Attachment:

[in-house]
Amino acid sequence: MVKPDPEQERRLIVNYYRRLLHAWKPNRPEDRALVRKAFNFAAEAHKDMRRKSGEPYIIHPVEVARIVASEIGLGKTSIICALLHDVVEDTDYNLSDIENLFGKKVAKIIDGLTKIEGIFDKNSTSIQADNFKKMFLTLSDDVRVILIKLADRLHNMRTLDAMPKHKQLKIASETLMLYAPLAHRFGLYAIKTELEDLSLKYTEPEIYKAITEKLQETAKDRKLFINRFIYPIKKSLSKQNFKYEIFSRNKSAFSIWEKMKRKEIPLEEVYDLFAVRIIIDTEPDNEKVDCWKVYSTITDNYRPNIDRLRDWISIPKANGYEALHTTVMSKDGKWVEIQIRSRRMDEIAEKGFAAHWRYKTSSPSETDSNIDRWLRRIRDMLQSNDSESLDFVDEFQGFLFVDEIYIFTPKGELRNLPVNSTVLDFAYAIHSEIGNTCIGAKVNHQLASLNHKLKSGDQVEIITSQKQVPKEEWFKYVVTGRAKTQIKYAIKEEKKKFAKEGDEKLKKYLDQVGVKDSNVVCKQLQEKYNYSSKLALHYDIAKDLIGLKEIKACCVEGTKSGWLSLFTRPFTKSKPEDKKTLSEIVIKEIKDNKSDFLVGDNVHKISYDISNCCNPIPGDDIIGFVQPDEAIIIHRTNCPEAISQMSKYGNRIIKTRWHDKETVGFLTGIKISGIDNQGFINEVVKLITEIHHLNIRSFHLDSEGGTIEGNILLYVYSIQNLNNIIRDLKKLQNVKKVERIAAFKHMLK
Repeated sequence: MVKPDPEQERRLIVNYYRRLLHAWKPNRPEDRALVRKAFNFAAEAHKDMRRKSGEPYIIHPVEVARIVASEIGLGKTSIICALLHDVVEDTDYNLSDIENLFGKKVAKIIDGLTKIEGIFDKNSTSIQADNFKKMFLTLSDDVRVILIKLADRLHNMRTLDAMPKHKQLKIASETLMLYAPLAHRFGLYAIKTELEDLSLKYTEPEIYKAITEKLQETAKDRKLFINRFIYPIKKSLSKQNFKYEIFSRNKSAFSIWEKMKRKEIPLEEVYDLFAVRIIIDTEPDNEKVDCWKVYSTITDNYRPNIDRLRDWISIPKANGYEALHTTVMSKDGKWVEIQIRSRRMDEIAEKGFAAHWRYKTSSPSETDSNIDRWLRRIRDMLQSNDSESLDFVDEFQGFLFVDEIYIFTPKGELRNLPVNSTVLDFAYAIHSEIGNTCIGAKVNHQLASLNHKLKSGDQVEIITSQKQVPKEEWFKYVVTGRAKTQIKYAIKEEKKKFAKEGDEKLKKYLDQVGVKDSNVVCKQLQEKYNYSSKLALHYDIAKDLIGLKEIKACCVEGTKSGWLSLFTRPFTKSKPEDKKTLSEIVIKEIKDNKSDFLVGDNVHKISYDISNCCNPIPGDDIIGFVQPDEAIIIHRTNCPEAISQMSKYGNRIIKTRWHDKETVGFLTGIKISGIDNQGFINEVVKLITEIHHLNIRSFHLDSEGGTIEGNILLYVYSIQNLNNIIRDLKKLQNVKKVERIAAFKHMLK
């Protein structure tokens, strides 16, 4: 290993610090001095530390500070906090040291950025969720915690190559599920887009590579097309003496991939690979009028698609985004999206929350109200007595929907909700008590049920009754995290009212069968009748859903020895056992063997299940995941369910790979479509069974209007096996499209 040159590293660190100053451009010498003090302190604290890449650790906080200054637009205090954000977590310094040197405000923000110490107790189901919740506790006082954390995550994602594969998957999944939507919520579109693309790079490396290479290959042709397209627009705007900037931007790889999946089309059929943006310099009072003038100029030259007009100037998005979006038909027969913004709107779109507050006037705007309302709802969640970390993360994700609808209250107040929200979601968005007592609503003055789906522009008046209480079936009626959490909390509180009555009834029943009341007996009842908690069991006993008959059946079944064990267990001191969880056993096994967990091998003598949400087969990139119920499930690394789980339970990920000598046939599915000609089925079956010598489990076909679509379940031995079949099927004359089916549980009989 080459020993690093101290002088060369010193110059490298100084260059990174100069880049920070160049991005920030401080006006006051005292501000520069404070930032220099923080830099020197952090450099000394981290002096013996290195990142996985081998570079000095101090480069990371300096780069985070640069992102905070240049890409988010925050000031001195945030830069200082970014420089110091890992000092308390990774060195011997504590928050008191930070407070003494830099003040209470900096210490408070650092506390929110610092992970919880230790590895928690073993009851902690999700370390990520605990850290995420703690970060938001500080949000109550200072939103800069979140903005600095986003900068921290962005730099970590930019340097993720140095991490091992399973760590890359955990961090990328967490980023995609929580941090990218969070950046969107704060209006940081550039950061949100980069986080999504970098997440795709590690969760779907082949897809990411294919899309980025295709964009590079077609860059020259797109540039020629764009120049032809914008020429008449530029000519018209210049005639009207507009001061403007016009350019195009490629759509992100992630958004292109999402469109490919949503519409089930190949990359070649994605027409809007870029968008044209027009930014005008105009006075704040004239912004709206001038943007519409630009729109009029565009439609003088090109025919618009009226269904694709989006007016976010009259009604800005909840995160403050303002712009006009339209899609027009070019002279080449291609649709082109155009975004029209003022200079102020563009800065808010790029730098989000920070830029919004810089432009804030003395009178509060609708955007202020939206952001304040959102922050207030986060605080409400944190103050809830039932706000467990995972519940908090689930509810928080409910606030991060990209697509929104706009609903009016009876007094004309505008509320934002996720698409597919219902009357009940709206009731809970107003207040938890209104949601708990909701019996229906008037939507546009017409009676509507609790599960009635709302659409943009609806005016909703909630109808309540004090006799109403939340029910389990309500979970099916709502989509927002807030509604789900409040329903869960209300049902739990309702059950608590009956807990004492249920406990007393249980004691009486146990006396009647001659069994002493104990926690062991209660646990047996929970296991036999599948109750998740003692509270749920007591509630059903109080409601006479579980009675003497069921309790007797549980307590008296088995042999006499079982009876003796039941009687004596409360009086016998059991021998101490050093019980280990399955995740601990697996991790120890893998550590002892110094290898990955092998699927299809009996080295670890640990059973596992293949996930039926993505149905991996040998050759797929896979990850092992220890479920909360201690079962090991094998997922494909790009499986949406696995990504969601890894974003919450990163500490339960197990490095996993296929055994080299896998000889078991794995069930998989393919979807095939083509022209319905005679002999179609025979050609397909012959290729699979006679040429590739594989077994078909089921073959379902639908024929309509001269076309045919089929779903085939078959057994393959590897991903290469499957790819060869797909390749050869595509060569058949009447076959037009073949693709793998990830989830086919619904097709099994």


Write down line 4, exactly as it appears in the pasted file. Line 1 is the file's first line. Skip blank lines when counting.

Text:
């Protein structure tokens, strides 16, 4: 290993610090001095530390500070906090040291950025969720915690190559599920887009590579097309003496991939690979009028698609985004999206929350109200007595929907909700008590049920009754995290009212069968009748859903020895056992063997299940995941369910790979479509069974209007096996499209 040159590293660190100053451009010498003090302190604290890449650790906080200054637009205090954000977590310094040197405000923000110490107790189901919740506790006082954390995550994602594969998957999944939507919520579109693309790079490396290479290959042709397209627009705007900037931007790889999946089309059929943006310099009072003038100029030259007009100037998005979006038909027969913004709107779109507050006037705007309302709802969640970390993360994700609808209250107040929200979601968005007592609503003055789906522009008046209480079936009626959490909390509180009555009834029943009341007996009842908690069991006993008959059946079944064990267990001191969880056993096994967990091998003598949400087969990139119920499930690394789980339970990920000598046939599915000609089925079956010598489990076909679509379940031995079949099927004359089916549980009989 080459020993690093101290002088060369010193110059490298100084260059990174100069880049920070160049991005920030401080006006006051005292501000520069404070930032220099923080830099020197952090450099000394981290002096013996290195990142996985081998570079000095101090480069990371300096780069985070640069992102905070240049890409988010925050000031001195945030830069200082970014420089110091890992000092308390990774060195011997504590928050008191930070407070003494830099003040209470900096210490408070650092506390929110610092992970919880230790590895928690073993009851902690999700370390990520605990850290995420703690970060938001500080949000109550200072939103800069979140903005600095986003900068921290962005730099970590930019340097993720140095991490091992399973760590890359955990961090990328967490980023995609929580941090990218969070950046969107704060209006940081550039950061949100980069986080999504970098997440795709590690969760779907082949897809990411294919899309980025295709964009590079077609860059020259797109540039020629764009120049032809914008020429008449530029000519018209210049005639009207507009001061403007016009350019195009490629759509992100992630958004292109999402469109490919949503519409089930190949990359070649994605027409809007870029968008044209027009930014005008105009006075704040004239912004709206001038943007519409630009729109009029565009439609003088090109025919618009009226269904694709989006007016976010009259009604800005909840995160403050303002712009006009339209899609027009070019002279080449291609649709082109155009975004029209003022200079102020563009800065808010790029730098989000920070830029919004810089432009804030003395009178509060609708955007202020939206952001304040959102922050207030986060605080409400944190103050809830039932706000467990995972519940908090689930509810928080409910606030991060990209697509929104706009609903009016009876007094004309505008509320934002996720698409597919219902009357009940709206009731809970107003207040938890209104949601708990909701019996229906008037939507546009017409009676509507609790599960009635709302659409943009609806005016909703909630109808309540004090006799109403939340029910389990309500979970099916709502989509927002807030509604789900409040329903869960209300049902739990309702059950608590009956807990004492249920406990007393249980004691009486146990006396009647001659069994002493104990926690062991209660646990047996929970296991036999599948109750998740003692509270749920007591509630059903109080409601006479579980009675003497069921309790007797549980307590008296088995042999006499079982009876003796039941009687004596409360009086016998059991021998101490050093019980280990399955995740601990697996991790120890893998550590002892110094290898990955092998699927299809009996080295670890640990059973596992293949996930039926993505149905991996040998050759797929896979990850092992220890479920909360201690079962090991094998997922494909790009499986949406696995990504969601890894974003919450990163500490339960197990490095996993296929055994080299896998000889078991794995069930998989393919979807095939083509022209319905005679002999179609025979050609397909012959290729699979006679040429590739594989077994078909089921073959379902639908024929309509001269076309045919089929779903085939078959057994393959590897991903290469499957790819060869797909390749050869595509060569058949009447076959037009073949693709793998990830989830086919619904097709099994």